April 7, 2000
NEW YORK (Reuters Health) If you've ever had a fleeting fantasy about killing someone, you're not alone. According to recent study findings, almost half of apparently normal people may harbor these fantasies.
``It appears that even 'nice' people contemplate murder in graphic detail,'' writes study author Dr Peter R. Crabb, an associate professor of psychology at Pennsylvania State University's Abington campus. Some studies suggest that ''homicidal fantasies may be a relatively normal phenomenon with roots in the evolutionary history of the species,'' Crabb explains in an article to be published in the journal Aggressive Behavior.
Crabb asked 300 undergraduate students, mostly aged 18 or 19, to write a description of the last time they had thoughts about killing someone, and to complete a questionnaire about their 'weapon of choice' in this fantasy.
Sixty percent of males and 32% of females reporting having imagined killing someone, reports Crabb. About 20% of these fantasies grew out of ``lovers' quarrels'' and another 20% resulted from trivial disputes with friends, acquaintances, teachers, etc. Eleven percent were prompted by conflicts with family members.
Participants reported using their own hands or feet in 25% of these imagined killings. Almost as many used firearms. Clubs and knives were also frequently mentioned.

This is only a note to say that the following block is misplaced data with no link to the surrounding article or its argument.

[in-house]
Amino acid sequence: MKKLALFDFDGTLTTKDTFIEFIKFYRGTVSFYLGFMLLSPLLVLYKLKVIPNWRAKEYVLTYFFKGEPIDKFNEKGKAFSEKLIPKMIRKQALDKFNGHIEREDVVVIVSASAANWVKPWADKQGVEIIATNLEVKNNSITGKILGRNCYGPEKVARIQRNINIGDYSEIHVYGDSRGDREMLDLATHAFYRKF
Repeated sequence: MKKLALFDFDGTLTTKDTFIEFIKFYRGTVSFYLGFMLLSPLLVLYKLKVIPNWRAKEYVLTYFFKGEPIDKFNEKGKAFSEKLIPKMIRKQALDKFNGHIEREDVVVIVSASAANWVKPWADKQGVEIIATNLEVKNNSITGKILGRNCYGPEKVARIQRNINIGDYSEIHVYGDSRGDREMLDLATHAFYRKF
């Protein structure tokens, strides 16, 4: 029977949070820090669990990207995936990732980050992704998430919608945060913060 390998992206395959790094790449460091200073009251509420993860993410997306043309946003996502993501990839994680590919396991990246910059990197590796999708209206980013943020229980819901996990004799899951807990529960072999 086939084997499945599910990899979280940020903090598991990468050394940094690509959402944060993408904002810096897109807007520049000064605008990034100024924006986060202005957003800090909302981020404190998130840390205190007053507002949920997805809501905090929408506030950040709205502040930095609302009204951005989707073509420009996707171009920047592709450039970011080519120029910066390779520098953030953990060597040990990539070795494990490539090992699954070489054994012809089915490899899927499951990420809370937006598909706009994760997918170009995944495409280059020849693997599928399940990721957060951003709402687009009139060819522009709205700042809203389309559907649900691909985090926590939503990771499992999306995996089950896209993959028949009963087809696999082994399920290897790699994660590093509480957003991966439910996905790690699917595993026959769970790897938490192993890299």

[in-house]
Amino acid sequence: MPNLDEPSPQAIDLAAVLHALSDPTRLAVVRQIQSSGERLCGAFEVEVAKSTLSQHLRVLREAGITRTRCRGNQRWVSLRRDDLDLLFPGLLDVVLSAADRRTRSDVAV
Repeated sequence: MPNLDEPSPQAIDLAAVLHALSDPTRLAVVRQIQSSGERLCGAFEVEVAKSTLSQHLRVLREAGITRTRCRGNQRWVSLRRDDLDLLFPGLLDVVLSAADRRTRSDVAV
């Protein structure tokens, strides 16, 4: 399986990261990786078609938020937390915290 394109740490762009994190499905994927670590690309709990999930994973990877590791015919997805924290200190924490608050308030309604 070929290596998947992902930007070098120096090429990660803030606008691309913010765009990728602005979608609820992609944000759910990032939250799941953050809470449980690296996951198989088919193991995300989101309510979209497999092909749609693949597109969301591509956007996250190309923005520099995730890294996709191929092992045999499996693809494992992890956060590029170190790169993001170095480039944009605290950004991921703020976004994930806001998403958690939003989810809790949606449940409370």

Most participants said that they had seen or heard about their 'weapon of choice' in films, on television, in the news, or in books. Most also said they had access to that weapon in real life.
Early in human evolution, aggression and even homicide may have given individuals an evolutionary advantage, according to the report. However, the vast majority of people have moral standards or adhere to social norms that prevent them from ever acting on their homicidal urges.
By exploring aggressive fantasies in normal people, notes Crabb, we might understand more about those who act on their fantasies, and perhaps be able to reduce the level of violence in society. SOURCE: Aggressive Behavior 2000.
Copyright 2000 Reuters Limited. All rights reserved. Republication or redistribution of Reuters content is expressly prohibited without the prior written consent of Reuters. Reuters shall not be liable for any errors or delays in the content, or for any actions taken in reliance thereon.